Her role in the arts during and post-apartheid has left a legacy – and her fervour for acting never fizzled out. In fact, not long ago, she was back on the small screen as Fran in Villa Rosa and in the film, Knysna.
But the stage is where she continues to sharpen her teeth and she firmly believes theatregoers are flourishing. “Whether it’s a musical or whatever, growth is good,” she says. Not surprising, then, Marikana: The Musical scored six awards.
What is exciting about theatre in South Africa, according to Surtie-Richards, is there is no specific formula to win audiences, meaning brave new productions are always afoot.
“It’s difficult to decide what gets audiences to the theatre. In the Cape, David Kramer and Taliep’s [Pieterse] musical get lots of brown people. With our last drama, Rondomskrik, we worked our fingers to the bone to get
audiences. People assumed the theme was rape, which wasn’t the case. Those who came [talked about it] and people ended up coming.”
Surtie-Richards remains a valued artist, considering her involvement in 11 shows at the Klein Karoo Nasionale Kunstefees two weeks ago. She’s also scheduling her life around the plays Siener in die Suburbs, Woema van ‘n windgat wyfie, Rondomskrik and Shirley Valentine.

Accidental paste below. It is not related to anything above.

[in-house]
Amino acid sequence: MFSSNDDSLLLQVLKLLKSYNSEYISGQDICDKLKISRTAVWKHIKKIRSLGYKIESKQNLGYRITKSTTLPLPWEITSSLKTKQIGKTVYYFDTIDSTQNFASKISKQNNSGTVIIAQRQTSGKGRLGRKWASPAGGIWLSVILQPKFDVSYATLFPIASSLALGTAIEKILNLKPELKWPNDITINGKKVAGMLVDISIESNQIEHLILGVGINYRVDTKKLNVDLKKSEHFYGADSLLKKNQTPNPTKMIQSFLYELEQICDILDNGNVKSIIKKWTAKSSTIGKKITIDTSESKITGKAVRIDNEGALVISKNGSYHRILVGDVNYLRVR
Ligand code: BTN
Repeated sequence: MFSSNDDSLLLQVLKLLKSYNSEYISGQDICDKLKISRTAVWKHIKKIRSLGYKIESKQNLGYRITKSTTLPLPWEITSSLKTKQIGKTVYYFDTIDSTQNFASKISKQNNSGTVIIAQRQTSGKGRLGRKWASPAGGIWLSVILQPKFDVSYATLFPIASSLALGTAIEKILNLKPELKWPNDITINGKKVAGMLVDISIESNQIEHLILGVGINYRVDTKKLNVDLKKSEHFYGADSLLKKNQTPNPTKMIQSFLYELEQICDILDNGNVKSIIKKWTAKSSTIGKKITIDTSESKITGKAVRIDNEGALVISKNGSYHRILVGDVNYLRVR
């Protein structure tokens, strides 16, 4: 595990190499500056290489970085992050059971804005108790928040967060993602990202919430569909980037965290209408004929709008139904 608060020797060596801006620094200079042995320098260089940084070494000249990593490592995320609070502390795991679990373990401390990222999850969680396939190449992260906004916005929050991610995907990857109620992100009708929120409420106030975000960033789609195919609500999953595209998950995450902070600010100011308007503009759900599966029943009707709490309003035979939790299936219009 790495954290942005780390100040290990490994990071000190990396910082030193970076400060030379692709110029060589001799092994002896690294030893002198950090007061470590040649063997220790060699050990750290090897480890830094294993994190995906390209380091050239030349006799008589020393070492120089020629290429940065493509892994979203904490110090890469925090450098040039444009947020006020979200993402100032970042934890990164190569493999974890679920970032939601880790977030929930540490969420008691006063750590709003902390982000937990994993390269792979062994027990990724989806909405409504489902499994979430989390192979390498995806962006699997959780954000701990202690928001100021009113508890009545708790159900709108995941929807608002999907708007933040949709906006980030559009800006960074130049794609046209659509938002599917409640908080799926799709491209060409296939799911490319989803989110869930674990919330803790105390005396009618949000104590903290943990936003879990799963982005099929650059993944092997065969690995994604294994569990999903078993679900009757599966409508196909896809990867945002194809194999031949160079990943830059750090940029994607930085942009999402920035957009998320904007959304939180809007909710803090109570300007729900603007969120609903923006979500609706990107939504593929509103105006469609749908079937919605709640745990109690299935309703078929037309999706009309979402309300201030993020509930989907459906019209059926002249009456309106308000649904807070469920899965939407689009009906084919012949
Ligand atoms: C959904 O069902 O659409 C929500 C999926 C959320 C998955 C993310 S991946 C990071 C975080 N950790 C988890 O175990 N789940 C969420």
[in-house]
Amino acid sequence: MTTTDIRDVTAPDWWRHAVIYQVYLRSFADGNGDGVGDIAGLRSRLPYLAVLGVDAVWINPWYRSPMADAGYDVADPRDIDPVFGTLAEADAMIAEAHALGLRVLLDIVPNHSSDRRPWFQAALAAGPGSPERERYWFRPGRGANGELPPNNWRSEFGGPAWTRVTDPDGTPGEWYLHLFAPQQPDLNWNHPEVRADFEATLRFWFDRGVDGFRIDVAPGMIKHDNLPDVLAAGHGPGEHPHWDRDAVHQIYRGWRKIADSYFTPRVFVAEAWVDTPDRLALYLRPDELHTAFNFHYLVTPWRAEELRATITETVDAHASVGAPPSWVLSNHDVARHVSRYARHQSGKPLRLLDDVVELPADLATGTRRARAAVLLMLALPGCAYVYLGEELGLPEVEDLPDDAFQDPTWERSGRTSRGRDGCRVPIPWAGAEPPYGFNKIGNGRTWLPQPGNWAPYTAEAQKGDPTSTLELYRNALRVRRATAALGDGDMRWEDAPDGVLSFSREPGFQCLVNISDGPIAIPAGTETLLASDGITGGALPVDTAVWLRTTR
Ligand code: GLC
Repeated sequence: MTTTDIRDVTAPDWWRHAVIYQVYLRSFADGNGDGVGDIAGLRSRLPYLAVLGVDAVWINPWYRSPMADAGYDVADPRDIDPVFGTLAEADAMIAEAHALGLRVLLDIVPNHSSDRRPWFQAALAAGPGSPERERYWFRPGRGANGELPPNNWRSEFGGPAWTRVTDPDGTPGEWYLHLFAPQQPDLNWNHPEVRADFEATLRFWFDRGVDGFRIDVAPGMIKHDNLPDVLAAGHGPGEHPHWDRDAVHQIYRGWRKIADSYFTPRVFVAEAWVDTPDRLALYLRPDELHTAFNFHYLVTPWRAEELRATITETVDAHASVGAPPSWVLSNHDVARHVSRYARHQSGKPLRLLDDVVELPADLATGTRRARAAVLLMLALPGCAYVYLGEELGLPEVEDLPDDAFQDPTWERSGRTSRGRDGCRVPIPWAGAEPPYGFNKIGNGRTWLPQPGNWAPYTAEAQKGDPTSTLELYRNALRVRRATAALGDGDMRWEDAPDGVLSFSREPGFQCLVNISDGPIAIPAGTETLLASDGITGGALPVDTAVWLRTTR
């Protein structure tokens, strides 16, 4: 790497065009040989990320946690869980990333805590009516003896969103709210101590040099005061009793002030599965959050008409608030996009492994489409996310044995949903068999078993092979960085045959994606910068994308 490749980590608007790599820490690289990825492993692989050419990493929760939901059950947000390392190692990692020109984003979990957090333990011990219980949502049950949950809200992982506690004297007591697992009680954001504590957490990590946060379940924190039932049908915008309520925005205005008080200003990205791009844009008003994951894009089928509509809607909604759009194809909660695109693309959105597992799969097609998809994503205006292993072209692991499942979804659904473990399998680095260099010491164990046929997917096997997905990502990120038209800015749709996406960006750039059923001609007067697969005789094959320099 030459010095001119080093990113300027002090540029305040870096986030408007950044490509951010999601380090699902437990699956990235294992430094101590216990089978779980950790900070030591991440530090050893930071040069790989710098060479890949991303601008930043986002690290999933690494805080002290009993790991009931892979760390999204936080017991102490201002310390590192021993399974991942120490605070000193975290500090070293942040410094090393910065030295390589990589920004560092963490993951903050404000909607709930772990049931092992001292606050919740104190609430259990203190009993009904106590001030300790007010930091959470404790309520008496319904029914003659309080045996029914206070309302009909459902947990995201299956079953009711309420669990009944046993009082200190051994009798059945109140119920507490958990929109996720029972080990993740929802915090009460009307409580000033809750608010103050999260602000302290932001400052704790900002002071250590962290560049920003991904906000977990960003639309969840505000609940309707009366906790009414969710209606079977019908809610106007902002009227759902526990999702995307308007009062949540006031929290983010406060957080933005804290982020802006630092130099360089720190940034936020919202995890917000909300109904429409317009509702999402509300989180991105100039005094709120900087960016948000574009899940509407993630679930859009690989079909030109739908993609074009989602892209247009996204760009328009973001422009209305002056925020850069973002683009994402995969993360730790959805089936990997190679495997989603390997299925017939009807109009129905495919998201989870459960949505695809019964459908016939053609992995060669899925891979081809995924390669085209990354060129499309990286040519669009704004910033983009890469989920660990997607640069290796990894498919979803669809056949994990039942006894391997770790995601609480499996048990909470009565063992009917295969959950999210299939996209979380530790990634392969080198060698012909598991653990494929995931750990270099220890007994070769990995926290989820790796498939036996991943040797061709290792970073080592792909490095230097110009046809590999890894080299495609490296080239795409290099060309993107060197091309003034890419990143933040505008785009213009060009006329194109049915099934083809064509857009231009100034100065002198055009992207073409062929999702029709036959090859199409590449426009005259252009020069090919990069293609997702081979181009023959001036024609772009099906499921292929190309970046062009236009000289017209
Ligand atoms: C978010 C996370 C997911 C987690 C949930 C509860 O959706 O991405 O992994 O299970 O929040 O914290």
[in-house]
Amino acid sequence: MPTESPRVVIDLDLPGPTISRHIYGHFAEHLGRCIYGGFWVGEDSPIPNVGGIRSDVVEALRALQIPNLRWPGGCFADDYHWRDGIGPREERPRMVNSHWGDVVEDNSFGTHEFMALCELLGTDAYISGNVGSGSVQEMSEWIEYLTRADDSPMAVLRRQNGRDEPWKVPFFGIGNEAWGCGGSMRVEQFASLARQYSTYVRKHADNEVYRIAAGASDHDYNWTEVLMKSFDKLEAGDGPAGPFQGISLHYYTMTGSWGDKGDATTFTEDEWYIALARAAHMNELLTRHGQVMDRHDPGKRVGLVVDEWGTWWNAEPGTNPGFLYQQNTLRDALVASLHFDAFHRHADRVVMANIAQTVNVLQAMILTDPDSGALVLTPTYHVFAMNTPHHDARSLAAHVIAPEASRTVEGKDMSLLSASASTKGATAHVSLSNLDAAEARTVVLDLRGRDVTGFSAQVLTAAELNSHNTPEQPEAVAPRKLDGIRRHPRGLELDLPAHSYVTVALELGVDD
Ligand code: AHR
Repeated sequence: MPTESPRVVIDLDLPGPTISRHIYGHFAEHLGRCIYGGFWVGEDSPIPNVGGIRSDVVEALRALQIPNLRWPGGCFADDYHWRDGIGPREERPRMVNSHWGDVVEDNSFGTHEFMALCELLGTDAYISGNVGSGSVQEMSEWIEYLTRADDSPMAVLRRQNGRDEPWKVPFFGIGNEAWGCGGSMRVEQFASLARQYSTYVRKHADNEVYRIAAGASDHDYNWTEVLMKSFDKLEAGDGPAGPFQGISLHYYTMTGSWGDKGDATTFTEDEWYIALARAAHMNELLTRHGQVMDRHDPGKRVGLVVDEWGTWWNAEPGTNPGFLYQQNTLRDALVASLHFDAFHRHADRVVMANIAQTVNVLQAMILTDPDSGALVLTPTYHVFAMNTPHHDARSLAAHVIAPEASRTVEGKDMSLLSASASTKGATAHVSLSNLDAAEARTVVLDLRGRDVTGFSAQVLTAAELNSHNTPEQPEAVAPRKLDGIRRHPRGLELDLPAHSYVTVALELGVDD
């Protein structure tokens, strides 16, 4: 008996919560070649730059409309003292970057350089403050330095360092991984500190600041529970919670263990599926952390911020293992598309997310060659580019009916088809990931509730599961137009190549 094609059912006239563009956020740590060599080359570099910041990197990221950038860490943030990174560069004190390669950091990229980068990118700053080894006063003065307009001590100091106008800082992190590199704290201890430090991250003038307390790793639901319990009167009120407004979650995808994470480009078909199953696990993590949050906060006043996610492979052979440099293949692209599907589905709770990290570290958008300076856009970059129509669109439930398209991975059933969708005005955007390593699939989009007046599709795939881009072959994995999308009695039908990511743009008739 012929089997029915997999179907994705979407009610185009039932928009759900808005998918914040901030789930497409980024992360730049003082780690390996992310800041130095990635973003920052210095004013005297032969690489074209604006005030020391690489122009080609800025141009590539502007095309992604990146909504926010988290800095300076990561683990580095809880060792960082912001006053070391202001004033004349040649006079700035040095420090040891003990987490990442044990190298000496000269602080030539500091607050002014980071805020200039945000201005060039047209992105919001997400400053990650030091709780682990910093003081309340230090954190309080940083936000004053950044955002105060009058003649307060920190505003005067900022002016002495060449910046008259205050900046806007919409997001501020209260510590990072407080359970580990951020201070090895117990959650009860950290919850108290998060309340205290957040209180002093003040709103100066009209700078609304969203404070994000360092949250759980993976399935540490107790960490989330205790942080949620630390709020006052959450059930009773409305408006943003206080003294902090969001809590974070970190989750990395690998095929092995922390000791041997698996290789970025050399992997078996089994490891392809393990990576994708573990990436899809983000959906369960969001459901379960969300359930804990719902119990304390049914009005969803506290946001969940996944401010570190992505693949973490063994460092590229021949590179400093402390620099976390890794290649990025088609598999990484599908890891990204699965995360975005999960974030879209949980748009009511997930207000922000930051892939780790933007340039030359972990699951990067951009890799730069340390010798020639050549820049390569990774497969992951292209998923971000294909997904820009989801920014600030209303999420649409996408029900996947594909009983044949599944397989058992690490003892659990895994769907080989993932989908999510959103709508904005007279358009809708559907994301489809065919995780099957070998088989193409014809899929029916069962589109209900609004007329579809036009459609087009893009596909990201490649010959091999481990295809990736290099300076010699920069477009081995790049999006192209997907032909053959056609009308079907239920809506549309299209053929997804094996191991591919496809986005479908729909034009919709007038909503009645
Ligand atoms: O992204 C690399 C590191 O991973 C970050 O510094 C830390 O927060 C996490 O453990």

This continued commitment to stage productions means she is at the top of her game and, according to Surtie-Richards, theatre keeps getting better because young actors are growing it.
With legendary roles such as Fiela in Fiela se Kind, Nenna in Egoli: Plek van Goud and many characters in stage shows, she finds it difficult to pinpoint a favourite role.
“I try to make the best of each role I portray, but one that stands out is Shirley Valentine, which not a lot of people in Johannesburg have seen yet.”
But with a lifetime achievement in hand, there is no stopping the actor who has helped define South African drama.